Day 10. Mental Health at Christmas
Why those around you might find Christmas hard, and how to help them.
Christmas can be a difficult time for a number of reasons. You may be struggling for the first time this year, or it may be the case you have had a number of difficult Christmas’ in recent years. For those who are not struggling this Christmas, it is important to keep in mind that those around us might be and may need some extra support at Christmas time. 10 Reasons Christmas can be Hard:
- Mental Health
- Financial Pressures
- Practical Issues
- Difficult Relationships
- Societal Pressures
- People Who Aren’t Around
- Negative Relationship With Food/Drink
- Being Unwell/In Care
- Access to Support and Services
Mind have highlighted that Christmas can impact on our mental health in many ways, whether it is happening around us or it is a part of our lives, it is a time of year that inevitably comes with added pressure of some kind.
Mind have suggested some coping tips for Christmas, including help with managing relationships, planning ahead, looking after yourself and talking to others.
There are also ways you can help others who may be suffering this Christmas. Firstly, understand that Christmas means something different to everyone, and let others know you appreciate that Christmas may be a difficult time for them. Listen to what others are telling you and reassure them that you are there to support them through this time. Try o make Christmas and gifts as inclusive as possible – think about caring responsibilities, triggering gifts/environments, and accessibility of events.
Remember that no one wants to struggle at Christmas time – they are not being boring or trying to spoil your Christmas. Try to make their lives easier by letting them know you are there is they need, don’t leave them out completely just because they don’t see Christmas in the same way that you do.
Christmas time puts an enormous amount of financial pressure on most of us. For those who are already struggling to make it through the average month or have accumulated debt, this can make Christmas a dreaded time of year. Alongside a cost of living crisis, worrying about how to afford Christmas can impact the enjoyment of Christmas, as well as our mental health.
There is support available, but Christmas opening times can also cause stress for those who need extra financial support. Mind have compiled a list of services including food banks, and will be updating their Christmas opening hours here.
There are a number of issues that many of us would not have to think about over Christmas, that for others, can be the reason they are unable to see it as a joyful time of year.
There include the stress of finding care for children or dependants; Travelling long distances to see family, and the expense that comes with this; Caring for someone full time; and being out of routine, which can have a huge impact for many who are Neurodiverse, or suffer with a mental illness.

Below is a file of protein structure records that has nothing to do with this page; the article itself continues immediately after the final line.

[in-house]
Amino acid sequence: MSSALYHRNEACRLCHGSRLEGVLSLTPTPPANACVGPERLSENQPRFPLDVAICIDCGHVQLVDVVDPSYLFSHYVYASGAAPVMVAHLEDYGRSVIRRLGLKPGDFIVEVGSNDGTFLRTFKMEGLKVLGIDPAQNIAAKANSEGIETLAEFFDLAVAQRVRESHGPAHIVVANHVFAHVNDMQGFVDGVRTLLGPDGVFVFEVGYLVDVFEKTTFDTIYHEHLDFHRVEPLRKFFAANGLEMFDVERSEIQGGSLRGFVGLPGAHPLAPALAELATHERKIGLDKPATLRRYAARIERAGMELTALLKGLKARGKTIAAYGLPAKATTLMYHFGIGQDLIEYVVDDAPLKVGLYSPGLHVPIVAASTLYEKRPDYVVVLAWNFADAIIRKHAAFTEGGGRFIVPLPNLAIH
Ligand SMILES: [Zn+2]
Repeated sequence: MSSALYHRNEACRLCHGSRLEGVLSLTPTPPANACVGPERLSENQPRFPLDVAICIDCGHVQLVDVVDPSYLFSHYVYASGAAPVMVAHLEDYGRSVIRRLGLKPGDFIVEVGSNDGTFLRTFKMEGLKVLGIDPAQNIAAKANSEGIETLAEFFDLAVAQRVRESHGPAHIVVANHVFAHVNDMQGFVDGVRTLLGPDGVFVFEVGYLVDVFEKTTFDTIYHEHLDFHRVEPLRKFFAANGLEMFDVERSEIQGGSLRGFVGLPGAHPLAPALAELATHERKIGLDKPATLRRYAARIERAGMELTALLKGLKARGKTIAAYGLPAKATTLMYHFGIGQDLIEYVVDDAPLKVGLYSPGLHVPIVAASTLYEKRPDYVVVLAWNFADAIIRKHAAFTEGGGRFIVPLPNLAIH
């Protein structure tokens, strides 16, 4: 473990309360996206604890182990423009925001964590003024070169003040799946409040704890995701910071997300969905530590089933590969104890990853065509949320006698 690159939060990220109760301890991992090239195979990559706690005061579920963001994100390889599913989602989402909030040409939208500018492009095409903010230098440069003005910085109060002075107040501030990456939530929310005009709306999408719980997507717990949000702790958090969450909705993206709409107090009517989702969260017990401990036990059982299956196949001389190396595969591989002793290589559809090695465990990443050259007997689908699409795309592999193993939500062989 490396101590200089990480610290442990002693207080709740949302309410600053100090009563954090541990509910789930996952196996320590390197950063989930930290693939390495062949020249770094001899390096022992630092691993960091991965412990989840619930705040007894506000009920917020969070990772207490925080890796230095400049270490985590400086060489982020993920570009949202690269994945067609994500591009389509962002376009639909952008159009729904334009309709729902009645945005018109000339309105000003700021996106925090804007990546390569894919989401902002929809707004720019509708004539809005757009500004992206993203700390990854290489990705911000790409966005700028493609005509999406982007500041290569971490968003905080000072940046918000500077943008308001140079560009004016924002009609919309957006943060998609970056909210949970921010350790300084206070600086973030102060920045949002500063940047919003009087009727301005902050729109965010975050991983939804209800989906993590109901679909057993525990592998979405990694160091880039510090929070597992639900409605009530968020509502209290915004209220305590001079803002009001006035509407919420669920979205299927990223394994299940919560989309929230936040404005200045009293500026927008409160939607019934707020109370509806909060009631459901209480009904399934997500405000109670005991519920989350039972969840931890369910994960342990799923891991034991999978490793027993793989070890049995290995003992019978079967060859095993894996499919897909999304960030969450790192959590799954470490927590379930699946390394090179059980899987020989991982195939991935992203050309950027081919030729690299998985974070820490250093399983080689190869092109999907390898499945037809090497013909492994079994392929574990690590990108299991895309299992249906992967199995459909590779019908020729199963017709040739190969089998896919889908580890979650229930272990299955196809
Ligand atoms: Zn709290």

Try to consider any practical issues those you are spending this Christmas with may face, and adjustments that you could make in order to make their Christmas as enjoyable as possible.
Christmas has a huge focus on family and togetherness, so for those who don’t have or are unable to spend time with family Christmas can enhance feelings of isolation and loneliness.
Loneliness can lead to a significant decline in both mental and physical health, so managing these feelings is important. Tips for managing these feelings include opening up to anyone you know, taking things slow, making new connections, and talking therapies.
Charities including the Web of Loneliness, the Silver Helpline, and Re-Engage are offering support this Christmas. The Web of Loneliness has insights on loneliness, collections of artworks and a Facebook group to build connections. The Silver Helpline is run by Age UK and is a free confidential telephone service for older people. They provide friendship, conversation and support 24 hours a day, 7 days a week. ReEngage provides social connections for older people through groups and activities for people over 75 who have little social support.
While Christmas is a time for many to come together with family, strained or difficult relationships can make Christmas more of a challenge for some.
Christmas can trigger memories of abusive or traumatic relationships from the past, and for those still in abusive relationships, Christmas can bring a heightened risk to their safety. Help for Abuse and Trauma is available. If you or someone you know is at risk, always call 999 immediately.
For others, it may be that their family is not fully accepting or understanding of them. For individuals who identify with LGBTQ+, their family may not accept them, or know about their identity. If you have to hide your identity from your family, Christmas can be an extremely difficult time.